That is a leftist translation of what began as a genteel paternalistic philosophy; it is a version of socialist realism. In 1966 folklorist Ellen J. Stekert saw it alive in the folk revival, and traced it to Communist folk music circles in New York in the 1930s. Woody Guthrie and Aunt Molly Jackson, she wrote, celebrated as great artists by their sponsors, were not even good artists, judged either by the traditional standards they were seen to embody or by the urban standards of their primary, political audience, which embraced them for political reasons — because the singers brought authenticity to the politics. “It was a pitiful confusion,” Stekert wrote. “It was monstrous for urbanites to confuse poverty with art.” When art is confused with life, it is not merely art that is lost. When art equals life there is no art, but when life equals art there are no people.
That press release hits all the important checkpoints for something like this: Woody Guthrie, Bob Dylan, vintage, the Wild West, and hobos.
Nowhere in the release do I see any kind of acknowledgment that those checkpoints, and thus the point of the venture from the PR perspective, are founded on history that’s problematic at best. No mention of bank repossession of family farms during the Dust Bowl, of the Great Depression that spawned the hobos (and a significant portion of Woody Guthrie’s work), of the systematic genocide that created the notion of the Wild West. And I don’t expect to see a mention of those things, either — not in a press release, anyway. A press release is going to have to lean on the romanticized history that passes for the mythology of the United States in order to sell tickets, which is what they’re after, especially in light of Ben Lovett’s remarks to EW:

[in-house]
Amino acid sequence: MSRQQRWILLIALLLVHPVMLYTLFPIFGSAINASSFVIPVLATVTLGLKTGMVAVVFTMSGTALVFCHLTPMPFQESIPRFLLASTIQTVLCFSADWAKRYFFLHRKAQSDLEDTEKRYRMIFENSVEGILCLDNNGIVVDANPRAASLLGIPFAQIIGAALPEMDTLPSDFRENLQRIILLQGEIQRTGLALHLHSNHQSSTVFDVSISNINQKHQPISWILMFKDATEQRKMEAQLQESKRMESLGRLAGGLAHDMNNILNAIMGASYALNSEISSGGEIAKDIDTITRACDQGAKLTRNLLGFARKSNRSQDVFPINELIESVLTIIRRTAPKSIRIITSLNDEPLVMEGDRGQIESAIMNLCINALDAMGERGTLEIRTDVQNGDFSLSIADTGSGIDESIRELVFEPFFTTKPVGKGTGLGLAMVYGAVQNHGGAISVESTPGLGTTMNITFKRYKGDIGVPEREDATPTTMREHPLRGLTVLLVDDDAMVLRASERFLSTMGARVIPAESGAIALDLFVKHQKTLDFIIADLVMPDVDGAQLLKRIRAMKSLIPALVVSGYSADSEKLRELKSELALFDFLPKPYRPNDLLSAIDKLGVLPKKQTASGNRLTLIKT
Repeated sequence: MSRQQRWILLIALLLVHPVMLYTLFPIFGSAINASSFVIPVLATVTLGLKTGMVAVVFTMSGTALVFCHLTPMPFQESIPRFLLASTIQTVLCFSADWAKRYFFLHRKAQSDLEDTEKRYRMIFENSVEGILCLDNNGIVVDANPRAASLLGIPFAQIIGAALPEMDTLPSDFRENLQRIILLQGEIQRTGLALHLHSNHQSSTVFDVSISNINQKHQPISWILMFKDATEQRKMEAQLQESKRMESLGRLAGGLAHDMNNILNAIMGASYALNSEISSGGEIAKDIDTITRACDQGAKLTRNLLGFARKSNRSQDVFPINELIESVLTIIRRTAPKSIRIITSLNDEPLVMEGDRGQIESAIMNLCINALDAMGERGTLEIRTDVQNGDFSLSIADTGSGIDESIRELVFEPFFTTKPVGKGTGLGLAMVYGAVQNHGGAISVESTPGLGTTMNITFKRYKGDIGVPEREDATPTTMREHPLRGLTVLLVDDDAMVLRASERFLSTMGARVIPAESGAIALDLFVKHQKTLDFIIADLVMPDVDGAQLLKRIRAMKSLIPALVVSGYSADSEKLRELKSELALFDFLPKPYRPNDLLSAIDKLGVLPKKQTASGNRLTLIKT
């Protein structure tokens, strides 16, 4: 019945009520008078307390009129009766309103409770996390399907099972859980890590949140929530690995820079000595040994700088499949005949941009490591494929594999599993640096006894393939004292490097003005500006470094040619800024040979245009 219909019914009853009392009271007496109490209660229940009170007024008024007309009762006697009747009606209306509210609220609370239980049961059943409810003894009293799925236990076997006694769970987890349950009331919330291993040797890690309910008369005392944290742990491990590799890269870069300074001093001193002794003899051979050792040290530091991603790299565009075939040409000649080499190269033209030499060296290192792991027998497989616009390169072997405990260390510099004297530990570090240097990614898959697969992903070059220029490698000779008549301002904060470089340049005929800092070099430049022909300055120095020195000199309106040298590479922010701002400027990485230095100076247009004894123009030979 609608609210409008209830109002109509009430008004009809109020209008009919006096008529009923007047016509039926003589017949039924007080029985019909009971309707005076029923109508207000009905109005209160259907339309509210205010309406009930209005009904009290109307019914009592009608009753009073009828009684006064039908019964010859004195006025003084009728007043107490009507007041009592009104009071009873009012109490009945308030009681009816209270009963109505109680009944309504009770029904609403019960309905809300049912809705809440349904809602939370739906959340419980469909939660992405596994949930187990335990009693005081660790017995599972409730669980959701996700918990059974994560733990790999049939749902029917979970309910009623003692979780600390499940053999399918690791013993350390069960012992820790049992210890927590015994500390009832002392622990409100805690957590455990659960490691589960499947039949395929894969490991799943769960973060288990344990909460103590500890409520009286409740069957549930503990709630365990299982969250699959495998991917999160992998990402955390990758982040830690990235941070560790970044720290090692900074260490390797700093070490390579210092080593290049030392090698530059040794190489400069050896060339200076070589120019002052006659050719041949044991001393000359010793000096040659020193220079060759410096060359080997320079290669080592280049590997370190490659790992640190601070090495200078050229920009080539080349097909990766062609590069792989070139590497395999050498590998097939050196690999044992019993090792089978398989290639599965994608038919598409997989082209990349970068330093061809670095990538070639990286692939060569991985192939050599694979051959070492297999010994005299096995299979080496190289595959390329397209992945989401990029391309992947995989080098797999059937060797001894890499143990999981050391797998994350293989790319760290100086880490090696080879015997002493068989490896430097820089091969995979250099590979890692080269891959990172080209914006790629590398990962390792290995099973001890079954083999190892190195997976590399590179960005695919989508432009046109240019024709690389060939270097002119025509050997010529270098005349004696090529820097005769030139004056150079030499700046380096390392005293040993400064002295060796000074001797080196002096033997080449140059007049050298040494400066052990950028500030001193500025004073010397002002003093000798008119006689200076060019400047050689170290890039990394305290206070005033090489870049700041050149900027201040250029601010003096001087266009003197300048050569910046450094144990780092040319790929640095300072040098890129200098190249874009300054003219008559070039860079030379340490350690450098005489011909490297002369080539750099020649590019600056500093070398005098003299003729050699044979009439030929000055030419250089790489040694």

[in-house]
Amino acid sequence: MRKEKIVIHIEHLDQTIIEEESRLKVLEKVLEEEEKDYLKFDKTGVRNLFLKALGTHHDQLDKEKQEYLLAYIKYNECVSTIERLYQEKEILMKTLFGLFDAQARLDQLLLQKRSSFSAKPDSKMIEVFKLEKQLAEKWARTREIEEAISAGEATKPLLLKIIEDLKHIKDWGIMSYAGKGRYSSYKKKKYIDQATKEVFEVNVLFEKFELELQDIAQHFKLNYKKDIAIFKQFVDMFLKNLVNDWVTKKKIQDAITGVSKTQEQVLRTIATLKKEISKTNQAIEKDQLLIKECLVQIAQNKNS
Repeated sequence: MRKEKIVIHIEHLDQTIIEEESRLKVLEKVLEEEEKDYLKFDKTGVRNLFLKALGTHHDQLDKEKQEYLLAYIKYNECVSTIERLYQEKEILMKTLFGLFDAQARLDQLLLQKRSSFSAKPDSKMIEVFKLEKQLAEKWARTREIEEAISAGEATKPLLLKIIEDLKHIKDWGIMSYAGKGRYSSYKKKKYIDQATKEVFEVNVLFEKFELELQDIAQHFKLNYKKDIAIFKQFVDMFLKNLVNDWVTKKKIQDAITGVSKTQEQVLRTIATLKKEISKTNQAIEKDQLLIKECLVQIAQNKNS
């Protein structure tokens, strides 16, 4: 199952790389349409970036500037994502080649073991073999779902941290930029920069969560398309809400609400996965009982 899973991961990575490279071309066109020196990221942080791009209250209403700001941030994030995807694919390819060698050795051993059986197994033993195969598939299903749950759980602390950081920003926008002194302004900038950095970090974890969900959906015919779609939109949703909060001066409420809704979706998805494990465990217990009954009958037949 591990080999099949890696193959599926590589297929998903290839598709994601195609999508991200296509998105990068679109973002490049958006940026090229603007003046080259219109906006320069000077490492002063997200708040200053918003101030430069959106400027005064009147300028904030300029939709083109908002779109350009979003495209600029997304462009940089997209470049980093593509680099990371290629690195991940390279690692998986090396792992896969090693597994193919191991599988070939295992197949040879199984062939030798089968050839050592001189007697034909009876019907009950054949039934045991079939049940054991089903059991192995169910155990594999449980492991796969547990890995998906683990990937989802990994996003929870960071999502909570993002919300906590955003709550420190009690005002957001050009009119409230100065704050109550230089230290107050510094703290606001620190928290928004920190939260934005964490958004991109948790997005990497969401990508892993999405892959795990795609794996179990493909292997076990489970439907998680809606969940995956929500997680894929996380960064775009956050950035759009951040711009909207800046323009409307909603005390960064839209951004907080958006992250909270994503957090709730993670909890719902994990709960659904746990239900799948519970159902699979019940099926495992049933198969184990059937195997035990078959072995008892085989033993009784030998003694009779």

Keyboardist Ben Lovett [of Mumford & Sons] recently told EW, “We have somehow yet to financially profit from what we do,” despite their debut album Sigh No More moving two million copies. Tickets go on sale Wednesday March 9 at noon EST. Here’s hoping that going hobo will push them into the black.
Like I said, I’d go if I could — that’s going to be good music and an excellent show. And I’d like to put some financial support behind those artists — or more so than buying their records, anyway, which I have. But I’d go because of the music, not the concert model. The concert model trades on bad history. ($5 says the documentary doesn’t mention any of that history at all.) These groups have proven they don’t need the romanticized claptrap to get us to buy their records. And I’d just as soon we followed the money, ditched the romanticism, and stopped confusing poverty with art.